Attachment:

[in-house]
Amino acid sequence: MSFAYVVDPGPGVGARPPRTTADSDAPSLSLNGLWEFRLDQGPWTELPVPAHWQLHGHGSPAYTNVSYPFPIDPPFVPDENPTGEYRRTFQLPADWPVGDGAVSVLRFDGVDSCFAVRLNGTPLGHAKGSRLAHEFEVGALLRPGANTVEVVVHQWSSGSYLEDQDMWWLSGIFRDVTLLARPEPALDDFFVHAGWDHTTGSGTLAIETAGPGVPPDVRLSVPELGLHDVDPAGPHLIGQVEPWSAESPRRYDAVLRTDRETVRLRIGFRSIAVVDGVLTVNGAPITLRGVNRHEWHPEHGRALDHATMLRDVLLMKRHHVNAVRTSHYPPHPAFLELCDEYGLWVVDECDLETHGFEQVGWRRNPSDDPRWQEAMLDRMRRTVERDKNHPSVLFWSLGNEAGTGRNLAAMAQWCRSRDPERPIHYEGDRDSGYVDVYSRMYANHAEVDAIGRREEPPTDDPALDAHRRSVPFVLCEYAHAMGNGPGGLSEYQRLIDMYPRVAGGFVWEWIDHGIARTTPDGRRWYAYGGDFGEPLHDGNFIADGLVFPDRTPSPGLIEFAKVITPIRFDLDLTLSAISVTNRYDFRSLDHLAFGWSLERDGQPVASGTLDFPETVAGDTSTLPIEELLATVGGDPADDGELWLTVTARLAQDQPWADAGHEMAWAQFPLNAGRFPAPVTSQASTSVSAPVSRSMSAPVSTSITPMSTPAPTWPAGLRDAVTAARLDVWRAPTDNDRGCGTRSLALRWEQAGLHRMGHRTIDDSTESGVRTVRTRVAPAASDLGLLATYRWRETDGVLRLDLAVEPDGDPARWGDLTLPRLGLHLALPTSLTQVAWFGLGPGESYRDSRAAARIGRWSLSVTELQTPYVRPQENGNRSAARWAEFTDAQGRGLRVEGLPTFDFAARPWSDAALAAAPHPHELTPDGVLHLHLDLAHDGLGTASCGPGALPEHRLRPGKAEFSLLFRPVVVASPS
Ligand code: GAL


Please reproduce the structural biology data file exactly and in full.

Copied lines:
[in-house]
Amino acid sequence: MSFAYVVDPGPGVGARPPRTTADSDAPSLSLNGLWEFRLDQGPWTELPVPAHWQLHGHGSPAYTNVSYPFPIDPPFVPDENPTGEYRRTFQLPADWPVGDGAVSVLRFDGVDSCFAVRLNGTPLGHAKGSRLAHEFEVGALLRPGANTVEVVVHQWSSGSYLEDQDMWWLSGIFRDVTLLARPEPALDDFFVHAGWDHTTGSGTLAIETAGPGVPPDVRLSVPELGLHDVDPAGPHLIGQVEPWSAESPRRYDAVLRTDRETVRLRIGFRSIAVVDGVLTVNGAPITLRGVNRHEWHPEHGRALDHATMLRDVLLMKRHHVNAVRTSHYPPHPAFLELCDEYGLWVVDECDLETHGFEQVGWRRNPSDDPRWQEAMLDRMRRTVERDKNHPSVLFWSLGNEAGTGRNLAAMAQWCRSRDPERPIHYEGDRDSGYVDVYSRMYANHAEVDAIGRREEPPTDDPALDAHRRSVPFVLCEYAHAMGNGPGGLSEYQRLIDMYPRVAGGFVWEWIDHGIARTTPDGRRWYAYGGDFGEPLHDGNFIADGLVFPDRTPSPGLIEFAKVITPIRFDLDLTLSAISVTNRYDFRSLDHLAFGWSLERDGQPVASGTLDFPETVAGDTSTLPIEELLATVGGDPADDGELWLTVTARLAQDQPWADAGHEMAWAQFPLNAGRFPAPVTSQASTSVSAPVSRSMSAPVSTSITPMSTPAPTWPAGLRDAVTAARLDVWRAPTDNDRGCGTRSLALRWEQAGLHRMGHRTIDDSTESGVRTVRTRVAPAASDLGLLATYRWRETDGVLRLDLAVEPDGDPARWGDLTLPRLGLHLALPTSLTQVAWFGLGPGESYRDSRAAARIGRWSLSVTELQTPYVRPQENGNRSAARWAEFTDAQGRGLRVEGLPTFDFAARPWSDAALAAAPHPHELTPDGVLHLHLDLAHDGLGTASCGPGALPEHRLRPGKAEFSLLFRPVVVASPS
Ligand code: GAL